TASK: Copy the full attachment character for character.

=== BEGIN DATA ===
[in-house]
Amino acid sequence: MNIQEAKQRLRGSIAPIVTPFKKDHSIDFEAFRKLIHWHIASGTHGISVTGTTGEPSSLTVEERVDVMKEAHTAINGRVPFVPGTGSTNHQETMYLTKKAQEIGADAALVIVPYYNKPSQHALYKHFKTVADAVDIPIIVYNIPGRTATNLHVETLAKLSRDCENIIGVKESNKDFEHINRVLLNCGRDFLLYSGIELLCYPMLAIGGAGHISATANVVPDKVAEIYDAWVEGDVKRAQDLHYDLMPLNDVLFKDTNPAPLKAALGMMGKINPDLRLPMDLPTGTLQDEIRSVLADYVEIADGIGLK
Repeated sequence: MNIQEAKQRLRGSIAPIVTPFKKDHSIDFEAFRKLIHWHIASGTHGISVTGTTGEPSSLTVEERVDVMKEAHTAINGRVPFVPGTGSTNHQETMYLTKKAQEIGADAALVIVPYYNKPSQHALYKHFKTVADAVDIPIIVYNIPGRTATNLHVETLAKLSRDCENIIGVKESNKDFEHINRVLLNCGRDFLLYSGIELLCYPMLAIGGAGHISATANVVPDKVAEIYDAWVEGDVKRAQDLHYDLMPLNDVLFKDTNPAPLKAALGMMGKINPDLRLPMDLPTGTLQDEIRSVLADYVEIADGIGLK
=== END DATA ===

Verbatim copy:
[in-house]
Amino acid sequence: MNIQEAKQRLRGSIAPIVTPFKKDHSIDFEAFRKLIHWHIASGTHGISVTGTTGEPSSLTVEERVDVMKEAHTAINGRVPFVPGTGSTNHQETMYLTKKAQEIGADAALVIVPYYNKPSQHALYKHFKTVADAVDIPIIVYNIPGRTATNLHVETLAKLSRDCENIIGVKESNKDFEHINRVLLNCGRDFLLYSGIELLCYPMLAIGGAGHISATANVVPDKVAEIYDAWVEGDVKRAQDLHYDLMPLNDVLFKDTNPAPLKAALGMMGKINPDLRLPMDLPTGTLQDEIRSVLADYVEIADGIGLK
Repeated sequence: MNIQEAKQRLRGSIAPIVTPFKKDHSIDFEAFRKLIHWHIASGTHGISVTGTTGEPSSLTVEERVDVMKEAHTAINGRVPFVPGTGSTNHQETMYLTKKAQEIGADAALVIVPYYNKPSQHALYKHFKTVADAVDIPIIVYNIPGRTATNLHVETLAKLSRDCENIIGVKESNKDFEHINRVLLNCGRDFLLYSGIELLCYPMLAIGGAGHISATANVVPDKVAEIYDAWVEGDVKRAQDLHYDLMPLNDVLFKDTNPAPLKAALGMMGKINPDLRLPMDLPTGTLQDEIRSVLADYVEIADGIGLK